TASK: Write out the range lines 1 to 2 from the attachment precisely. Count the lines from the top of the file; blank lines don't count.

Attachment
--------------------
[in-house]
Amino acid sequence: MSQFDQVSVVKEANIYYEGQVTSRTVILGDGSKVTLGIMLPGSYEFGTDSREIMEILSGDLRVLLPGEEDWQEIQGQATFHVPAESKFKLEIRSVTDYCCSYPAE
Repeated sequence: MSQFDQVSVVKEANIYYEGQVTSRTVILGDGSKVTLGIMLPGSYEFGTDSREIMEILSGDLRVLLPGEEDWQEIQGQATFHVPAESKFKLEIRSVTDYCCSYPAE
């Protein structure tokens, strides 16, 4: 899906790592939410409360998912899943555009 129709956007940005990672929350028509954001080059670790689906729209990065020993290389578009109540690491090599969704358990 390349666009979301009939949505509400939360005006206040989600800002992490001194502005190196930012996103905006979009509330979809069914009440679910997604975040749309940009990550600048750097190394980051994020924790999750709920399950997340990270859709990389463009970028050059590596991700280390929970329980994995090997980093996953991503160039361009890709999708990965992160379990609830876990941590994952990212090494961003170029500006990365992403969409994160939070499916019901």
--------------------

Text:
[in-house]
Amino acid sequence: MSQFDQVSVVKEANIYYEGQVTSRTVILGDGSKVTLGIMLPGSYEFGTDSREIMEILSGDLRVLLPGEEDWQEIQGQATFHVPAESKFKLEIRSVTDYCCSYPAE